Friday, April 07, 2017

The bell curve of theism

1. Having done a post on the bell curve of atheism:

I was, not surprisingly, asked about a sequel for Christianity or theism. A few preliminaries:

i) There are different kinds of intelligence. Because Christianity is a religion centered on historical events and sacred texts, it recruits for scholars who excel at linguistics and historical reconstruction. That's a different kind of intelligence than a mathematical, philosophical, or scientific aptitude, although those are not mutually exclusive. 

To take an example, Aquinas probably had a higher IQ than Calvin. However, Calvin is interdisciplinary. A great pioneering systematic theologian. A fine philosophical theologian. An outstanding Bible commentator, by the standards of the day. He's a product of Renaissance scholarship. Knew Greek and Hebrew. It's a different skill set than Aquinas.

ii) The bell curve is about IQ. That's not a criterion of truth. A person can be very smart and very wrong. And that's a crucial distinction in theology. For instance, Rahner is very brilliant, but his frame of reference is hopelessly mistaken. This post is not a list of recommendations–although some of them I strongly recommend. 

It is useful, however, to point out that people aren't Christians or theists because they're too dumb to know any better. 

iii) My list will skimp on Jewish representatives simply because I'm more conversant with the Christian landscape than the Jewish landscape. Needless to say, Jews are disproportionately represented in math and science. There's a further distinction between nominal/secular Jews and believing Jews. 

iv) I'm not qualified to handicap how some people rank in the pecking order of science. I judge them by reputation. 

v) Who makes the cut in my divisions is somewhat arbitrary. Even within my divisions, some are more gifted than others. 

vi) I'm not sure quite how to classify pagan philosophers like Plato and Aristotle. How theistic were they? 

Likewise, I'm not sure how to classify Da Vinci. Nominal Catholic?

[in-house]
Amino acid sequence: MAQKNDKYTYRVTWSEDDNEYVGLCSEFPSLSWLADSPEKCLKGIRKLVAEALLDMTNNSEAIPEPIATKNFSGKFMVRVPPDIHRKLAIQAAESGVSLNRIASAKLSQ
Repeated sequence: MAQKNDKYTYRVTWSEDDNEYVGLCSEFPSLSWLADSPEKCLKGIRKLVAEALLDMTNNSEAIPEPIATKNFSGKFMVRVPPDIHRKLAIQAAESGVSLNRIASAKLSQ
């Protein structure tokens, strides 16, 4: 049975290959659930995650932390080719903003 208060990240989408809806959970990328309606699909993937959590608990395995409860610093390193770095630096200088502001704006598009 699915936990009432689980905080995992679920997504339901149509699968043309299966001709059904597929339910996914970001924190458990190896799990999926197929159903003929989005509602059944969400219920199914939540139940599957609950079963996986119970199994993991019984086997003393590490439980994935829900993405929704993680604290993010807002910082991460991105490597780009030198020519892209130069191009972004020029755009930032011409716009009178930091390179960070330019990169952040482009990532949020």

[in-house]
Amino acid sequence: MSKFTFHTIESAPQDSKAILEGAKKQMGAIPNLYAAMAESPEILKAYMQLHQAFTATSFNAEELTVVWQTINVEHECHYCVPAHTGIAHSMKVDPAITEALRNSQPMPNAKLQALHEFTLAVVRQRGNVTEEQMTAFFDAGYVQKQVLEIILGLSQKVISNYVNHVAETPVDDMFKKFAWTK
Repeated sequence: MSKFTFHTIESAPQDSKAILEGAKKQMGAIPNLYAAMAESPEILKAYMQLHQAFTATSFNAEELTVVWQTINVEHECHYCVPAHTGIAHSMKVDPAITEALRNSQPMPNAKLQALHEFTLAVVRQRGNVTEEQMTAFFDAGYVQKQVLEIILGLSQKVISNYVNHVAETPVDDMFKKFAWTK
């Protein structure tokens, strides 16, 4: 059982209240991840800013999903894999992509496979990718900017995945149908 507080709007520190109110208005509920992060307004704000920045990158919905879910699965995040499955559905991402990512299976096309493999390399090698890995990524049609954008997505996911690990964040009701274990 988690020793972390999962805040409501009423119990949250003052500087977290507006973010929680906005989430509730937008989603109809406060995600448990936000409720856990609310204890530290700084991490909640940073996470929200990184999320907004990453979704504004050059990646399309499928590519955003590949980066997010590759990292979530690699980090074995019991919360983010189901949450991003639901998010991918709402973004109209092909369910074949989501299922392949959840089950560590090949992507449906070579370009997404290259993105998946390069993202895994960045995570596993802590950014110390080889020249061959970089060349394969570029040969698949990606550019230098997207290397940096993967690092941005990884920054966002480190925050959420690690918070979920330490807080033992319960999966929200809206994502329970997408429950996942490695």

vii) Finally, my lists aren't meant to be exhaustive. No doubt I may omit or overlook significant figures. Sometimes that's deliberate, sometimes inadvertent. 

2. At the very tippy top of the bell curve are some theists of genius, viz. Anselm, Aquinas, Augustine, Bayes, Berkeley, Cantor, Alonzo Church, Descartes, Jonathan Edwards, Euler, Gödel, William Hamilton, Leibniz, Maimonides, Maxwell, Newman, Newton, Pascal, Plato, Riemann, Scotus. 

That's a list of historical figures. They're about as smart as humans get. 

A bit lower on the bell curve, but very significant, are Butler, Locke, Paley, and Reid. Perhaps this is where I should put Max Planck and Werner Heisenberg. 

3. Among contemporary figures, theists at or near the very top of the bell curve probably include Francis Collins, William Dembski, Donald Knuth, David Gelernter, Saul Kripke, John Lennox, Juan Maldacena, Robert Marks, Stephen Meyer, Martin Nowak, Don Page, Jonathan Sarfati, Henry Schaefer, Rupert Sheldrake, Wesley So, James Tour, and Andrew Kamal.

That list has a focus on math, and science. And that list could no doubt be expanded. 

4. Among recent or contemporary Christian thinkers, I'd say the smartest are probably: William Lane Craig, Peter Geach, Michael Almeida, Alvin Plantinga, Vern Poythress, Nicholas Rescher, Alexander Pruss, Bas van Fraassen, and Peter van Inwagen.

(3) and (4) overlap.  

5. A list of the most talented scholars includes Dale Allison, Richard Bauckham, Gleason Archer, Roger Beckwith, F. F. Bruce, David Noel Freedman, Martin Hengel, Kenneth Kitchen, Craig Keener, Meredith Kline, John Lightfoot, Bruce Metzger, D. S. Margoliouth, Alan Millard, Adolf Schlatter, Donald Wiseman, Edwin Yamauchi, E. J. Young, Theodor Zahn.